Russian Foreign Minister Sergey Lavrov will visit Serbia for the celebration of 180 years formal diplomatic relations between the two countries. Before the visit, Lavrov spoke out against ‘’Western expansionism’’ in the Western Balkans criticizing the new EU enlargement strategy: ‘’The EU demands that every prospective EU member-state join the EU’s common foreign and defense policy […]either they side with the West or Russia’’. The Russian diplomat defended Russia’s own involvement in the region as ‘’solely constructive […] in an age of globalization’’. Russia has accused the West of expanding NATO and the EU at the expense of stability in the region and the Russian sphere of influence. The West in turn fears that Moscow is influencing politics in Serbia and Bosnia’s Republika Srpska. But how far does Moscow’s influence actually reach in the Balkans?
Russian sphere of influence Since the end of the Cold War, the Kremlin has been frustrated by the expansion of NATO and the EU in Eastern Europe. Russia recalls a promise by the West from the 1990’s that it ‘’would not advance a single inch eastward’’. Thereby guaranteeing the survival of a Russian sphere of influence in Eastern Europe. NATO and EU expansion happened nonetheless. The possible ascension of the Western Balkan countries to the European Union from 2025 onward is therefore problematic for Moscow. Lavrov has called the expansion of the EU dangerous, because its common foreign policy threatens to undermine Post-Cold War stability in Europe. Russia itself has become the victim of this common policy. The EU unanimously adopted sanctions against Russia in 2014 after the annexation of Crimea.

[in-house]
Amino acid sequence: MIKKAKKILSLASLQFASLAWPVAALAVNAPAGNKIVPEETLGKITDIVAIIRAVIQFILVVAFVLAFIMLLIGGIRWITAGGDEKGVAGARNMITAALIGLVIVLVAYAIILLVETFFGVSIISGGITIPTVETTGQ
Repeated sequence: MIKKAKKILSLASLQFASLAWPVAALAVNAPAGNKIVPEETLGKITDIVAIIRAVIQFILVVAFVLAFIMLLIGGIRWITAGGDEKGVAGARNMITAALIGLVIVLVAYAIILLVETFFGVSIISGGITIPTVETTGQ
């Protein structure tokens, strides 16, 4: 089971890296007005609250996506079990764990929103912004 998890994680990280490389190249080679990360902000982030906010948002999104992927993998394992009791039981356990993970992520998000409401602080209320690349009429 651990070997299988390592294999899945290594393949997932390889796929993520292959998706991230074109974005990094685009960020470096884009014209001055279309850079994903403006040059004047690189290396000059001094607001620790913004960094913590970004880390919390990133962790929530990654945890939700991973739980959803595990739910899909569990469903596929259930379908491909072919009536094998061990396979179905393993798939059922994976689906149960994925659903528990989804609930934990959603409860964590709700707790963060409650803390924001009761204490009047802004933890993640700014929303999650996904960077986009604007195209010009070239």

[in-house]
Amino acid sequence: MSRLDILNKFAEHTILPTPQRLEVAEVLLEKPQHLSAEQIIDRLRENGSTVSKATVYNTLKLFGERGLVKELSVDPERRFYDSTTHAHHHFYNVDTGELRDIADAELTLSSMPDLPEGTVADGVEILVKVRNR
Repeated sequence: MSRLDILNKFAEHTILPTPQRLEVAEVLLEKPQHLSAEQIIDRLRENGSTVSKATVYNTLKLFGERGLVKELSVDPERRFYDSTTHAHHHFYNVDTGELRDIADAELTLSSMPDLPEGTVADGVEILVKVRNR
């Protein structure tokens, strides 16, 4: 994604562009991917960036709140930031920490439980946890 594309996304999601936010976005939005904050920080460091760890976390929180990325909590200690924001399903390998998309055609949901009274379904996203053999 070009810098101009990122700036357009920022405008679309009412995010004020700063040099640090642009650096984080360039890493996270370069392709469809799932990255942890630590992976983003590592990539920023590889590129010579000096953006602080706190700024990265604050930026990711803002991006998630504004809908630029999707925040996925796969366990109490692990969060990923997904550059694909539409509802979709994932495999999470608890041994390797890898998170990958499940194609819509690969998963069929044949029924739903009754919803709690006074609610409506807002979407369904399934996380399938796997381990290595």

Russia’s soft power Historically Russia has cultural, religious and linguistic ties with the region. Using these ties, Moscow has tried to enact its soft power. Serbia has been Russia’s biggest supporter in Southeastern Europe for years. The country doesn’t aspire NATO membership nor did it imposed sanctions on Russia in the aftermath of the Ukraine crisis. Nonetheless is Serbia economically more depended on Europe than Russia. More than 50% of direct foreign investments come from the EU, against only 6% from Russia. The EU is also its largest trading partner. The main goal of all governments in Serbia since the fall of Milosevic has been to become EU member.
The same economic trend can also can be found in other countries. Aspiring membership states Albania, Kosovo, Macedonia and Montenegro are all economically depended on the European Union. EU countries are the largest trading partners of these countries. The Russian economic influence is small. Albania and Montenegro are both NATO members and joined the EU in sanctions against Russia. Macedonia is currently an aspiring NATO member.
In Bosnia the situation is more complex. The Bosniak-Croat entity of the country wants to join NATO and the EU. The Republika Srpska, the Serb entity in the country, is opposing NATO membership and seeks help from Moscow. Serb President Milorad Dodik and his Alliance of Independent Social Democrats (SNSD) has openly received financial aid from the Kremlin. Russian aid to Dodik has also come in the form of Russian trained paramilitary forces. Some expert fear that Dodik will use this Russian aid to break free from Bosnia-Herzegovina.
The Russian influence in the Western Balkans is limited but cannot be ignored. Besides the occasional rhetorical outcries and funding for pro-Russian politicians, most Russian influence is imbedded in shared history and culture. Economically, politically and geographically the region is closely linked and dependent on the EU.